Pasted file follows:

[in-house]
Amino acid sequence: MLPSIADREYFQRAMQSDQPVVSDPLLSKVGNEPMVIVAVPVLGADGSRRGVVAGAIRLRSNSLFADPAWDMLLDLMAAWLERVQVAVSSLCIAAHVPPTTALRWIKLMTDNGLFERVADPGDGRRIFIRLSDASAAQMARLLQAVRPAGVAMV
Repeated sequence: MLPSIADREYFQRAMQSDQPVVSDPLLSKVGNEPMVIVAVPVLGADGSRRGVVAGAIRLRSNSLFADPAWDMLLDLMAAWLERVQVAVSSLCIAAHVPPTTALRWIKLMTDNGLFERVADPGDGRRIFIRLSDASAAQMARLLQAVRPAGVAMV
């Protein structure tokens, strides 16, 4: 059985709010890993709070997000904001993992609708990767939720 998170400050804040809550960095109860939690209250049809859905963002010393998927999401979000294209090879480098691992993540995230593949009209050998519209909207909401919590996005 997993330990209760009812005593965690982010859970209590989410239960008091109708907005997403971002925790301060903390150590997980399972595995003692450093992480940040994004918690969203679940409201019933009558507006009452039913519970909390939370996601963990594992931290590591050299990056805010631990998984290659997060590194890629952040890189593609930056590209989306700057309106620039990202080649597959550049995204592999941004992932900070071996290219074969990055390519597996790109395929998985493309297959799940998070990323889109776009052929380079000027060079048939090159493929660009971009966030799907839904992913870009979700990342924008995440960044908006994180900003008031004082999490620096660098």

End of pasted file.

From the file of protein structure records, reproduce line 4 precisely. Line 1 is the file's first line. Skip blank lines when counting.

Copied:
């Protein structure tokens, strides 16, 4: 059985709010890993709070997000904001993992609708990767939720 998170400050804040809550960095109860939690209250049809859905963002010393998927999401979000294209090879480098691992993540995230593949009209050998519209909207909401919590996005 997993330990209760009812005593965690982010859970209590989410239960008091109708907005997403971002925790301060903390150590997980399972595995003692450093992480940040994004918690969203679940409201019933009558507006009452039913519970909390939370996601963990594992931290590591050299990056805010631990998984290659997060590194890629952040890189593609930056590209989306700057309106620039990202080649597959550049995204592999941004992932900070071996290219074969990055390519597996790109395929998985493309297959799940998070990323889109776009052929380079000027060079048939090159493929660009971009966030799907839904992913870009979700990342924008995440960044908006994180900003008031004082999490620096660098």